Babywearing: What’s In It For Mom?

 

Babywearing as the Biological Norm

My focus as a mother supporter, aka doula, is with the needs of the mother. For when we address the needs of the mother we by default address the needs of the baby.  So what is in a sling for the mother?

Many years ago a history professor made an off the cuff remark that the first human tool could have been a baby sling.  This concept places mothers at the heart of innovation. We will never know as fibres perish unlike stone and bone.  But evidence from cultures which still live a stone age existence find that the baby sling is ubiquitous in the Kalahari and the Sahel, the pan-tropical rainforests, as well as the tundras show that the sling  is useful in every climate.

We give birth to stone age babies in the 21st century and new mothers compartmentalized in urban apartments, suburban and small town homes while their peers are at work, or their families living a great distance away find themselves wishing they had another pair of hands.  A sling for many mothers provides these hands, bringing a sense of autonomy and control of early motherhood that the village used to provide.  Slings today can be simple affairs made from recycled cotton t-shirts, to elaborate creations comprised of luxury fair trade and organic fabrics.

The need for babies to be carried is genetically encoded which explains why babies sleep best on an adult’s chest. The human skin is the largest organ and through the sense of touch, babies experience their earliest interactions of socialization. Humans are carry mammals; their babies are taken everywhere they go, and human milk, like the milk of other primates, is low in fat which signals the need to breastfeed often in order to sustain growth and well being.

In contrast, cache species such as rabbits feed their young a couple times in 24 hours, and their milk correspondingly is very high in fat. When humans lost their body hair, finding an efficient way to travel and forage while keeping their young secure became an important breakthrough. On the African savannah, a baby left unattended a few feet away might disappear forever.  The babies who were carried lived to pass on their genes.  Your baby’s crying to be picked up is a survival instinct and he cannot take into account that he was born in the digital age.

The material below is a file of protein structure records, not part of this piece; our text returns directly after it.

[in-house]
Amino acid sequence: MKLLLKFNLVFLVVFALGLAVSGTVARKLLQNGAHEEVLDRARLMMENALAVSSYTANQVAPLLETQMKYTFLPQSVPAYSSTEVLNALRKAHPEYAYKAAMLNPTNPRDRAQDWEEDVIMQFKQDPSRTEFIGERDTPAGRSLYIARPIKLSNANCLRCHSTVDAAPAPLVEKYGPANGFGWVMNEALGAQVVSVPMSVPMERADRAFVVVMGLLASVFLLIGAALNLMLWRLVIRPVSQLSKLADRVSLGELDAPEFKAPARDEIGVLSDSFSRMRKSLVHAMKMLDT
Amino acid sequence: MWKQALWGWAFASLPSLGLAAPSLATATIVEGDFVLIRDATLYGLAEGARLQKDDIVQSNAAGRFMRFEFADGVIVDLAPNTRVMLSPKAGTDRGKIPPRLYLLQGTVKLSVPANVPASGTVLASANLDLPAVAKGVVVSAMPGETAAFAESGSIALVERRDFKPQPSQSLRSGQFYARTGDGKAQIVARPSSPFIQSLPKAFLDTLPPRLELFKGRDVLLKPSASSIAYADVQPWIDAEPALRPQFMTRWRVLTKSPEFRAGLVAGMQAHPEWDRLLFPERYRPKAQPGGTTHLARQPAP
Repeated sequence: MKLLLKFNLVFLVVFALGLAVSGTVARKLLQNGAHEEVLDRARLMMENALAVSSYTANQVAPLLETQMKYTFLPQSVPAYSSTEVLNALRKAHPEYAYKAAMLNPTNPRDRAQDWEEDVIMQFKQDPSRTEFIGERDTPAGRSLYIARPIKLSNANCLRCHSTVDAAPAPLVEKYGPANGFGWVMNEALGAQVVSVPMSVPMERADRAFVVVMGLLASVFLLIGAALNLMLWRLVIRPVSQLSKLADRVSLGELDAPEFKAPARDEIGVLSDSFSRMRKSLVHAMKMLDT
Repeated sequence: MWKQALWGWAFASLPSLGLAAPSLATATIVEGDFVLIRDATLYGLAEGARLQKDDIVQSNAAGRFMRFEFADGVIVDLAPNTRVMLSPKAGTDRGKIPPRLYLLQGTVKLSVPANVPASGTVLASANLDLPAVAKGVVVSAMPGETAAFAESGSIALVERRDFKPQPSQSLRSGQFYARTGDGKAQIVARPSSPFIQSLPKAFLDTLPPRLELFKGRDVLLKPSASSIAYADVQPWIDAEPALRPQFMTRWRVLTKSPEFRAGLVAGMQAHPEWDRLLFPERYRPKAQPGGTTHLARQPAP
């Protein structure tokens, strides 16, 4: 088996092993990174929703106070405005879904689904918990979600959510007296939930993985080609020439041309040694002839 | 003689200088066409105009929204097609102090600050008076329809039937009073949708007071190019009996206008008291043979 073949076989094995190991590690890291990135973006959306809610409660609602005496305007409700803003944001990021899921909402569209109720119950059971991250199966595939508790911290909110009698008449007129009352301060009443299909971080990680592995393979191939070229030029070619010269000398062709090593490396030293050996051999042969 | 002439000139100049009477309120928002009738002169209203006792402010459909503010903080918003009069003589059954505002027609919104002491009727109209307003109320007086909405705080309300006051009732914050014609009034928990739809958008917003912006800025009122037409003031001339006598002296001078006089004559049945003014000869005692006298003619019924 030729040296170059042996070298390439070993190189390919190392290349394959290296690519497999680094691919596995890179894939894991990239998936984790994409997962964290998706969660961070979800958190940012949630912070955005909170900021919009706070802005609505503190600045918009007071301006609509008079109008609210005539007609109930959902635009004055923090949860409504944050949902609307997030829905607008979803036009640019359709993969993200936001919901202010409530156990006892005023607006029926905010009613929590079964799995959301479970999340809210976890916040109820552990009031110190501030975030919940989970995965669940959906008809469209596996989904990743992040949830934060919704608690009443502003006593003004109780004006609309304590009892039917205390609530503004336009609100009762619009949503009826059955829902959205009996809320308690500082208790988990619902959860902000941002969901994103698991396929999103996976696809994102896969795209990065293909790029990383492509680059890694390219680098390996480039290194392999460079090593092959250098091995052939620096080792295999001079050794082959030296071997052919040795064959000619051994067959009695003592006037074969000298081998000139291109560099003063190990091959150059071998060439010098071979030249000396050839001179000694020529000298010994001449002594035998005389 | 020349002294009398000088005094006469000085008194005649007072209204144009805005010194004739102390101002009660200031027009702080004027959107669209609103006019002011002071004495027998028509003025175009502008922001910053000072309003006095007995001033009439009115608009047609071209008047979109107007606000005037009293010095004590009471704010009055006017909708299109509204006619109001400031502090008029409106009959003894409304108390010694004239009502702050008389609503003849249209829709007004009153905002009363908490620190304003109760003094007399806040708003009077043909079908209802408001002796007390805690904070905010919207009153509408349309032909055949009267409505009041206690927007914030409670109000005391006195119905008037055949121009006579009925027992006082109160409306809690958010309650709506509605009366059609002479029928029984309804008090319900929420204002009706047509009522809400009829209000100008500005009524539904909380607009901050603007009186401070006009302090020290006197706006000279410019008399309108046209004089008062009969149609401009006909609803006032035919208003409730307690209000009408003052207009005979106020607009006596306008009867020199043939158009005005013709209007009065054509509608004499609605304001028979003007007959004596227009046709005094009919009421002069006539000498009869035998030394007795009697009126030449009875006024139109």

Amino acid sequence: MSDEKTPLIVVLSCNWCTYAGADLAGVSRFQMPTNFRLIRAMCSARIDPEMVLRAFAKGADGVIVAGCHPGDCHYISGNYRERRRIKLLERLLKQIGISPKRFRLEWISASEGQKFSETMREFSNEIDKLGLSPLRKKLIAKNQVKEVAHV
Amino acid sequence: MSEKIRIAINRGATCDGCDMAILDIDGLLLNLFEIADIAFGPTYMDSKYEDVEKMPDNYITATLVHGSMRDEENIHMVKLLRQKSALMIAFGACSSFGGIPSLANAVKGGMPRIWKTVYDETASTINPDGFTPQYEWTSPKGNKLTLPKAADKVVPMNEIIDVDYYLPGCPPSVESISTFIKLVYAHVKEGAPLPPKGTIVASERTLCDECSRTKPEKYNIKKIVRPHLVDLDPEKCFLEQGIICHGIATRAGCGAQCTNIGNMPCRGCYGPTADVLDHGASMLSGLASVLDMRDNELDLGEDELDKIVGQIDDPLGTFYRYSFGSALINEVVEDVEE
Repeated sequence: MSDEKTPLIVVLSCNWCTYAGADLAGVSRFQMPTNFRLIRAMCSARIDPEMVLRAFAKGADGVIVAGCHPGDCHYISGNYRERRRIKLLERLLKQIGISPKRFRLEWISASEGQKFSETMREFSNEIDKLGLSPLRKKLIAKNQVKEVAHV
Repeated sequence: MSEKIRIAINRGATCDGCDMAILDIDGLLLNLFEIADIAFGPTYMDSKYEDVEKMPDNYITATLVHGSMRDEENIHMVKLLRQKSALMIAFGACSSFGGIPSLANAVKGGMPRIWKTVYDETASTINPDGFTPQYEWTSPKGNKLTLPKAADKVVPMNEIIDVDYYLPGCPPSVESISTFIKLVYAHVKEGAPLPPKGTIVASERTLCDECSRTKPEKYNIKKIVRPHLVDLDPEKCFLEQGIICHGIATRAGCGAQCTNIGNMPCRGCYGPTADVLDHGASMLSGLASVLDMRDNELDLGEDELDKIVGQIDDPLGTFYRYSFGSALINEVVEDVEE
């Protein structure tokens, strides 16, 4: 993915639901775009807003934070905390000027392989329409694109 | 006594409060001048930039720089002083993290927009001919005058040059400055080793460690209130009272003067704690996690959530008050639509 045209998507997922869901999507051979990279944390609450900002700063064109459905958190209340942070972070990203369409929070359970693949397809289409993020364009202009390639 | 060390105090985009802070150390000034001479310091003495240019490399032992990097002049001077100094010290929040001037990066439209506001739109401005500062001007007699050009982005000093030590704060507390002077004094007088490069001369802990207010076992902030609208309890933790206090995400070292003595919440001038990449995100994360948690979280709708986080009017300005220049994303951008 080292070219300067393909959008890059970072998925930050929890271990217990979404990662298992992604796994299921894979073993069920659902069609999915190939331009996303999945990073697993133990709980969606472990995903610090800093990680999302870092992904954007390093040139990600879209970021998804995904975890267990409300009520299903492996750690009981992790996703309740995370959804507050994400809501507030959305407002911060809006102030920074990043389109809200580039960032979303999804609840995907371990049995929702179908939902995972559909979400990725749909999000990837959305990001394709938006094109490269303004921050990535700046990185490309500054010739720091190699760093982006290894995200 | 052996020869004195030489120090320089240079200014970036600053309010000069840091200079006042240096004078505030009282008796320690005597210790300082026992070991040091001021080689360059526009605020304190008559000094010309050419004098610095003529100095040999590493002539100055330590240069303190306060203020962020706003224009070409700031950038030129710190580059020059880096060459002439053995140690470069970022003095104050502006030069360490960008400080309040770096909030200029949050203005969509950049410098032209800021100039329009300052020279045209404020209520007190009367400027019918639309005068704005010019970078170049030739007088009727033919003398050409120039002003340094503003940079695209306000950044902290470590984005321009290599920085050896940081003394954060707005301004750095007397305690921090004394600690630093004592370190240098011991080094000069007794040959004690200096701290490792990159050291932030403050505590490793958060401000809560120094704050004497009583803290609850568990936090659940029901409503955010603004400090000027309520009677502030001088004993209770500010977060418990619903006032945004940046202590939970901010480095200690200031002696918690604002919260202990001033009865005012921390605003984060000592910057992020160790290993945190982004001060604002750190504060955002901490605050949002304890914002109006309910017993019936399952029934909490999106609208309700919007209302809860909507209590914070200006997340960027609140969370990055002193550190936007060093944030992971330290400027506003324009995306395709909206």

Besides substituting for an extra pair of hands, the baby sling has other advantages for a mother.  Core muscle fitness in the abdomen and pelvic areas are notoriously difficult to tone.  Starting with a newborn weight and carrying a growing baby provide exercise for core muscle building while keeping a baby content.  So while carrying a twenty pound toddler would be quite a chore, starting out with a seven pound baby the year earlier makes toddler carrying more achievable.

Baby wearing also enhances good walking, sitting, standing and stooping posture.  The habit to lean forward while filling the washing machine becomes impractical and dangerous with a baby in a carrier. But kneeling on one knee with a straight back is more practical, safer and also works the core muscles while moving down and then back to standing.

For mothers who have suffered pelvic girdle pain through pregnancy, using a sling provides exercise to overcome the effects of this condition, giving them mobility that many find is aggravated by pushing a baby stroller and supermarket carts.

Finally, mothers who breastfeed find using a sling helps them to carry on their daily activities more easily.  It becomes a simpler arrangement to use public transport or carry a baby all day as she attends appointments, meets friends, or completes home and workplace activities. Even more mundanely, baby wearing makes it easier to maneuver the aisles in department stores, while possibly tracking a second child.

Suddenly, the need for the baby to feed every two hours or so becomes more manageable without the baby stroller, the extra baby clothing to keep a baby warm, and the feeding equipment associated with alternative feeding methods. 

When mothers wear their babies, they create a positive feedback loop: when they use the sling, the sling sustains breastfeeding, and breastfeeding sustains the baby. It’s a ‘win/win’ for both baby and mom.

Yolanda Forster is  a languages teacher, birth, and breastfeeding worker with Maya heritage. She has a MA in Applied Linguistics with specific interest in language and power. She has two children, ages 8 and 12. You can follow her on Twitter at @ish_chel.

About Anne Smith, IBCLC

Anne Smith, IBCLC
As the mother of six wonderful breastfed children, three perfect breastfed grand babies, and an IBCLC (International Board Certified Lactation Consultant) with over twenty-five years experience in lactation counseling, I can offer you professional support, as well as information and advice based on my personal experiences over the years.

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